Praise be to our Awesome and Majestic God!


The Mighty God Will Not Remain Silent Forever

Psalm 50 - Metrical Version (Scottish Metrical Psalter)

(Meter: SMD and the words are well set to the tune Diademata, which I promise you sounds much better sung in 4 parts than midi'd, though that's the only "instrumental" form I could find)

1    The mighty God, the Lord,
hath spoken, and did call
The earth, from rising of the sun,
to where he hath his fall.

2 From out of Sion hill,
which of excellency
And beauty the perfection is,
God shined gloriously.

3 Our God shall surely come,
keep silence shall not he:
Before him fire shall waste, great storms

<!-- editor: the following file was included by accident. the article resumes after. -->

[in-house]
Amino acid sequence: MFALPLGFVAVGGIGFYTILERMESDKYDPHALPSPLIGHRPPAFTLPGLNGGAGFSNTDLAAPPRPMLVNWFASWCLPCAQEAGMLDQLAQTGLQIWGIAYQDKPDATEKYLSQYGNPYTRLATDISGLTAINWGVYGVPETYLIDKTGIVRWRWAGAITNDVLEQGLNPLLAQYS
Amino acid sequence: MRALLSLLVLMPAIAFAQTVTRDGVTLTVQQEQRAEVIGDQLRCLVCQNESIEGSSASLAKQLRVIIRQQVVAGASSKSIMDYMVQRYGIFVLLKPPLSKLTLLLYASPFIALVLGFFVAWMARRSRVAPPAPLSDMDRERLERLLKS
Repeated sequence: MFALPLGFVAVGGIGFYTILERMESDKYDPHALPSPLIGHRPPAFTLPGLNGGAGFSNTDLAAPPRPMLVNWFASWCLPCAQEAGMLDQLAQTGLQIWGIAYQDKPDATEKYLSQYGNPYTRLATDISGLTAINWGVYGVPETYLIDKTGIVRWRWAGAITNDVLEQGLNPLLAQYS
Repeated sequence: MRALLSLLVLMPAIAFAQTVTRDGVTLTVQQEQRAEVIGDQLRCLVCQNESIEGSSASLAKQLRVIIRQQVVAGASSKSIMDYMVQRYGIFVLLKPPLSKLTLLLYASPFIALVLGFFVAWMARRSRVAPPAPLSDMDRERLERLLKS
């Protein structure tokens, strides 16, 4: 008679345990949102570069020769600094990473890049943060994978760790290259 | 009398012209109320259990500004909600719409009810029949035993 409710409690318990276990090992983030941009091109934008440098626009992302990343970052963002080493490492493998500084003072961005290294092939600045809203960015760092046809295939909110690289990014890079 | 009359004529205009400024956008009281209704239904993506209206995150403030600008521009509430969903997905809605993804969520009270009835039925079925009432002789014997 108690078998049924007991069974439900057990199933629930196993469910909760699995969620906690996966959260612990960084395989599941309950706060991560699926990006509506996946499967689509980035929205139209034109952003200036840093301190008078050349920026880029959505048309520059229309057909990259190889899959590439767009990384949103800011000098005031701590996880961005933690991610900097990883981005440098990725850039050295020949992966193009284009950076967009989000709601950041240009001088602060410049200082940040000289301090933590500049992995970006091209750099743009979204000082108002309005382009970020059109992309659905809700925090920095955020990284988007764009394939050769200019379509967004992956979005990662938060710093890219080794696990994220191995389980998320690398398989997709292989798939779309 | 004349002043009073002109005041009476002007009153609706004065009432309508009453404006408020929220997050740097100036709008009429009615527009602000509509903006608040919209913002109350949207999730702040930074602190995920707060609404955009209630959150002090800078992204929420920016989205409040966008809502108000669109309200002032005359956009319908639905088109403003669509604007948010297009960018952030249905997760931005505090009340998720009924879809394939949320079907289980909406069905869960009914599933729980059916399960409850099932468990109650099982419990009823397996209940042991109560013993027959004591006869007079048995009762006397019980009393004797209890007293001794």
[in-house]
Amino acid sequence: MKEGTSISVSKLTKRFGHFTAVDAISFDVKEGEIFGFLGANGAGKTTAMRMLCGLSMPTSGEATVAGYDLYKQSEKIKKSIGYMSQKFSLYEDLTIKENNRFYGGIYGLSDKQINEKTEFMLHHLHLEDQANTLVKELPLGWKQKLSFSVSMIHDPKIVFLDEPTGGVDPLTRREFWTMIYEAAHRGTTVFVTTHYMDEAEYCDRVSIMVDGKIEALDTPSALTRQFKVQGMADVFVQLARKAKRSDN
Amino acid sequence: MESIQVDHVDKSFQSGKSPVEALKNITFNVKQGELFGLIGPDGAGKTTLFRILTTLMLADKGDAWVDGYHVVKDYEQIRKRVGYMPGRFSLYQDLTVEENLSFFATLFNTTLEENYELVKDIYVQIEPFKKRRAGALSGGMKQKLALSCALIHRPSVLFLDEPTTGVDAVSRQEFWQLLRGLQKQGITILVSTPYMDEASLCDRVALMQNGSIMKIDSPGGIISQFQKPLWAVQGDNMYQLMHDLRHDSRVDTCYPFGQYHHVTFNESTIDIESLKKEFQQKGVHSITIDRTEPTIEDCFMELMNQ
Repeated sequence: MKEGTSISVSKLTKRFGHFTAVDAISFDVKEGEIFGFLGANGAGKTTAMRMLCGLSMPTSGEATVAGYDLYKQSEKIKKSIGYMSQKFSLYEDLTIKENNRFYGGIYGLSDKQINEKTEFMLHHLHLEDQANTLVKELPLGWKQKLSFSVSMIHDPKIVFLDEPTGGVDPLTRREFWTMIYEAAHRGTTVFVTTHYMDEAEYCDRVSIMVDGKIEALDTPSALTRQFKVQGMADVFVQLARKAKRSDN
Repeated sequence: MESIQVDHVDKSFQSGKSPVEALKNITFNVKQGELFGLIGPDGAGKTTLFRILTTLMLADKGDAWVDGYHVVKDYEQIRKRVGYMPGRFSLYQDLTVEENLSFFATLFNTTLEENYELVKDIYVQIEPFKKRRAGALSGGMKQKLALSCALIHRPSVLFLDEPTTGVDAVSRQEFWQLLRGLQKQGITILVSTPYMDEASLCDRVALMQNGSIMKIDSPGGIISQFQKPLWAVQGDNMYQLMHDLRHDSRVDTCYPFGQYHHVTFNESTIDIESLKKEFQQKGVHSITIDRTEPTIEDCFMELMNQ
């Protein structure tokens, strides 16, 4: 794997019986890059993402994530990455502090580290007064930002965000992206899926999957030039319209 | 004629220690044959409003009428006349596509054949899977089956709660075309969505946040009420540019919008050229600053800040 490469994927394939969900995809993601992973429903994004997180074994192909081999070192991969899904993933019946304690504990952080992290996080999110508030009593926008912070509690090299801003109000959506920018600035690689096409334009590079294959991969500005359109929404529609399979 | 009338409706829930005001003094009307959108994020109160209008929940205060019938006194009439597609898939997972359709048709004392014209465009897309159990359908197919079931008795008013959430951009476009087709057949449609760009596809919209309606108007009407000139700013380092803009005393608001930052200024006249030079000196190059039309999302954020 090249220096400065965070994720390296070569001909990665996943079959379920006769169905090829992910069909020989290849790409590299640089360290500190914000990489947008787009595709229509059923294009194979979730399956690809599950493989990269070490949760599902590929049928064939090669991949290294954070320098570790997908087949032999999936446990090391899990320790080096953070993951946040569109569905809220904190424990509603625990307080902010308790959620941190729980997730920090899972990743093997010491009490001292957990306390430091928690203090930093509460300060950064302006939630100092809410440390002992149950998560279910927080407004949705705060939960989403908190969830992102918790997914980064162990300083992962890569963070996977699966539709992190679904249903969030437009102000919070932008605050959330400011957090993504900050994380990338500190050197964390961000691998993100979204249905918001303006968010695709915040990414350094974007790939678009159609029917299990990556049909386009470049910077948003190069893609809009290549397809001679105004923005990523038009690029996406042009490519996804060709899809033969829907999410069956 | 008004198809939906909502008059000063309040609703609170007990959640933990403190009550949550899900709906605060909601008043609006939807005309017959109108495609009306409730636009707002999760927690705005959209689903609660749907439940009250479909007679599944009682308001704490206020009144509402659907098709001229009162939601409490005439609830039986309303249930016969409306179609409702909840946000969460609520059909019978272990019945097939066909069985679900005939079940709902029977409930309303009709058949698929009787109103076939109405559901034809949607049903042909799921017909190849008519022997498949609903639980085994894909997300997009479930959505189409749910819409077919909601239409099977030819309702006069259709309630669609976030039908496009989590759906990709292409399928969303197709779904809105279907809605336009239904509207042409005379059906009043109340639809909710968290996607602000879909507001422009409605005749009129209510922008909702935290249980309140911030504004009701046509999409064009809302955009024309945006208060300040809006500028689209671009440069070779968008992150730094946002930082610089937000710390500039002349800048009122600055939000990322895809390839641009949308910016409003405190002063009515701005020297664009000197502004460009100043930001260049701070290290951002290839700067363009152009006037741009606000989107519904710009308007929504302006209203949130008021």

shall round about him be.

4 Unto the heavens clear
he from above shall call,
And to the earth likewise, that he
may judge his people all.

5 Together let my saints
unto me gather'd be,
Those that by sacrifice have made
a covenant with me.

6 And then the heavens shall
his righteousness declare:
Because the Lord himself is he
by whom men judged are.

7 My people Isr'el hear,
speak will I from on high,
Against thee I will testify;
God, ev'n thy God, am I.

8 I for thy sacrifice
no blame will on thee lay,
Nor for burnt-off 'rings, which to me
thou offer'dst ev'ry day.

9 I'll take no calf nor goats
from house or fold of thine:
10 For beasts of forests, cattle all
on thousand hills, are mine.

11 The fowls on mountains high
are all to me well known;
Wild beasts which in the fields do lie,
ev'n they are all mine own.

12 Then, if I hungry were,
I would not tell it thee;
Because the world, and fulness all
thereof, belongs to me.

13 Will I eat flesh of bulls?
or goats' blood drink will I?
14 Thanks offer thou to God, and pay
thy vows to the most High.

15 And call upon me when
in trouble thou shalt be;
I will deliver thee, and thou